Everyone needs help sometimes, whether that’s because of something happening in your personal life or in your career. The question is what’s the right resource?
In this article we’re looking at some of the distinctions between coaching and therapy. Both are extremely useful, but they serve slightly different functions and work in slightly different ways.
Therapy is absolutely the place to go if you are in serious mental or emotional distress. There are literally thousands of wonderful therapists, and dozens, if not hundreds, of modalities for therapy.
Usually, the therapist will invite you to talk about your experiences and the situations you’re facing in your life. They will work with you identify patterns of behavior and thoughts that may be getting in your way. They’re also trained to notice various symptoms of mental illness and guide clients toward treatments.
Both coaches and therapists will help clients articulate their goals, and then work toward them. Some coaches will also help clients notice patterns of behavior and thought get in the way of reaching those goals. The difference is that therapists will typically help a client dig into the origins of those patterns. They’ll help uncover the family history or life events that contributed, which can support acceptance and healing. In coaching, we rarely delve deep into origin stories. Instead, our focus is on practical strategies. We look at what you need to do going forward to meet your goals.
Typically, therapists don’t have specific strategies for helping people with their careers. And they usually don’t have deep experience in the corporate world. So, while a therapist can offer insights into interpersonal dynamics from a behavior and mindset perspective, that’s as far as it goes. They don’t necessarily have the perspective to help someone be successful in navigating workplace dynamics. If you’re facing challenges with your colleagues or your boss, are looking to move up in your company, or area looking for a new job, a leadership and career coach will be a better choice.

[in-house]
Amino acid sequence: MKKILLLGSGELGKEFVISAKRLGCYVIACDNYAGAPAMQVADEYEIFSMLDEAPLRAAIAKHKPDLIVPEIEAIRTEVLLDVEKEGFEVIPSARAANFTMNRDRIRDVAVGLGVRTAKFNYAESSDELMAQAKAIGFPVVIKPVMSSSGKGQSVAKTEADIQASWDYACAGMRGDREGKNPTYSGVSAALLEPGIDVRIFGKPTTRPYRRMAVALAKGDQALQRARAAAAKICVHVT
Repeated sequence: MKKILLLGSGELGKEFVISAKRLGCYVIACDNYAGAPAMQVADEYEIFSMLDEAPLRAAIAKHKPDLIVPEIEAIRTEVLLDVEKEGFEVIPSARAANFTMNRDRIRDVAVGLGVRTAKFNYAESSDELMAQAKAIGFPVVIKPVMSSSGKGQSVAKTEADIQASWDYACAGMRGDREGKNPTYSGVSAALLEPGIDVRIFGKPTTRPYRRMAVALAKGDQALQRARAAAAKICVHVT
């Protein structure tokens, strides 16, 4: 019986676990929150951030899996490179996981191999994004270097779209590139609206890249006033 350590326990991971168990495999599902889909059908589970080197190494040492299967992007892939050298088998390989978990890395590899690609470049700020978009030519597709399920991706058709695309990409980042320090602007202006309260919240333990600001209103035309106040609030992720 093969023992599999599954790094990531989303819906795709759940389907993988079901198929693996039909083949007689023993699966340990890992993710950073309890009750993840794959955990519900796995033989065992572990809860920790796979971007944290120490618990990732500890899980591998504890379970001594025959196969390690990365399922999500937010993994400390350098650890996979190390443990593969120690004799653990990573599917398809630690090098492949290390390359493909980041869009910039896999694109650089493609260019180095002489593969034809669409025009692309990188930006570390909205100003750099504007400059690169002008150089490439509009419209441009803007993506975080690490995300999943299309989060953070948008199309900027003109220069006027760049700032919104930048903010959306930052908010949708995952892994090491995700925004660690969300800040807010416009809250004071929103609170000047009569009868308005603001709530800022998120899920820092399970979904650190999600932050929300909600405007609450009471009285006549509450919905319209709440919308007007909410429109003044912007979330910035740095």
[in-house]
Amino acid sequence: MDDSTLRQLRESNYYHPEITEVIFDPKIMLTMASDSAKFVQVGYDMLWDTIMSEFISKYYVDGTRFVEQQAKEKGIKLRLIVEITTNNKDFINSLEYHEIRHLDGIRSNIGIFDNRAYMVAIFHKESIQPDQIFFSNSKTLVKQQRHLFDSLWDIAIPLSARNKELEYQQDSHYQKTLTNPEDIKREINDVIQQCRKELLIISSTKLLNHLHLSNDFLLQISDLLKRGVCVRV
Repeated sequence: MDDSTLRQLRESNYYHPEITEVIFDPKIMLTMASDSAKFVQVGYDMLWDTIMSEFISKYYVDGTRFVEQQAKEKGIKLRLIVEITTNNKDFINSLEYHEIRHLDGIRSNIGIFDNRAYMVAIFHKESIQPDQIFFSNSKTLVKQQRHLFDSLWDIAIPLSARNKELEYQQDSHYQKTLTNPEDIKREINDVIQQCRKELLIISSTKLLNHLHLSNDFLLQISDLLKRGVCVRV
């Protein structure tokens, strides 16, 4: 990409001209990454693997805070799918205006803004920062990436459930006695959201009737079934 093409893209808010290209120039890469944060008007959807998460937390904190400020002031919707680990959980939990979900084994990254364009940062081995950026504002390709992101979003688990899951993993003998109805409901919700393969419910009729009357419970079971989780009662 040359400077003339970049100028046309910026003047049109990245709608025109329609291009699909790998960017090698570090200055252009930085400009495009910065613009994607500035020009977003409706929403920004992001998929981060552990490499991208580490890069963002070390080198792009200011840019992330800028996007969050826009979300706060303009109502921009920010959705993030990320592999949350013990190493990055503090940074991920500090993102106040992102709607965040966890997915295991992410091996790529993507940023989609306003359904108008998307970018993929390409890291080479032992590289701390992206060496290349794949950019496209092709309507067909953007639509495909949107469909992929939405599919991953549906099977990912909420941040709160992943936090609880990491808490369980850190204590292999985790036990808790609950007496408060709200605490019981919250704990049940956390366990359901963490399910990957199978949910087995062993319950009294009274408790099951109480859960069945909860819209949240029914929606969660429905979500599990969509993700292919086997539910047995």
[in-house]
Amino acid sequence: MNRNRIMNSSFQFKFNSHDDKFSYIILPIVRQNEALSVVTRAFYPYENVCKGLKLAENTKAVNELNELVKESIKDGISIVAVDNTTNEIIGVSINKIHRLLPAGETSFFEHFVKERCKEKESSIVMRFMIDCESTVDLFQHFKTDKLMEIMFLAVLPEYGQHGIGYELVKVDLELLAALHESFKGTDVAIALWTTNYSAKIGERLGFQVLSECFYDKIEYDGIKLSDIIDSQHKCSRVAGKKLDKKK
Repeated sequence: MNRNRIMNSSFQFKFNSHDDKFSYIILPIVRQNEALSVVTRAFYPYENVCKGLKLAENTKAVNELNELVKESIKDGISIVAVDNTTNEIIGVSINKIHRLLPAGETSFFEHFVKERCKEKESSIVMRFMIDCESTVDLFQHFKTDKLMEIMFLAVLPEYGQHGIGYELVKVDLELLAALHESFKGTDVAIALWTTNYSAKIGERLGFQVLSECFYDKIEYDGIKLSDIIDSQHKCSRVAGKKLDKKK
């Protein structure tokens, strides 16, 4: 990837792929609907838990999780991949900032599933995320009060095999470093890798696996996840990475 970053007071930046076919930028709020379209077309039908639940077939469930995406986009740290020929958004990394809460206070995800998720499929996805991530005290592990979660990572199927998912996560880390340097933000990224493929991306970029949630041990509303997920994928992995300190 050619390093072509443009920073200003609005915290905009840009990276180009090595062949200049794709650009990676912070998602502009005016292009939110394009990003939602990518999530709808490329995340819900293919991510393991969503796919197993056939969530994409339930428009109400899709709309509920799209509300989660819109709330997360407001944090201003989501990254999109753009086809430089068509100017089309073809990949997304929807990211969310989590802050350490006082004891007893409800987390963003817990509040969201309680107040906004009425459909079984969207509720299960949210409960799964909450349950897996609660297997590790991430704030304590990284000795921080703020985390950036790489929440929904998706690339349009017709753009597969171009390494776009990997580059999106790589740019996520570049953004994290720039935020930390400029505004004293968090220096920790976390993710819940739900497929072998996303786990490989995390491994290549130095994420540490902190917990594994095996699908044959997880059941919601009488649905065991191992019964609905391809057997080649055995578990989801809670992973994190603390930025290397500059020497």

Working with a therapist doesn’t preclude working with a coach. I’ve supported many clients who are simultaneously seeing a therapist, or who completed a course of therapy and then sought me out. Either way, what they learn in therapy is often a useful background for our work.
Just as there are multiple approaches to therapy, there are also hundreds of variations of coaches. You can have a physical coach or trainer who helps you with your physical conditioning. Nutrition coaches help you decide what kinds of foods to eat. Life coaches help people identify overall life goals and direction. A career coach can help you find a new job.
Combining career coaching with leadership coaching is what I do. Specifically, I help mid-career professionals identify goals for the next phase of their careers and then achieve them.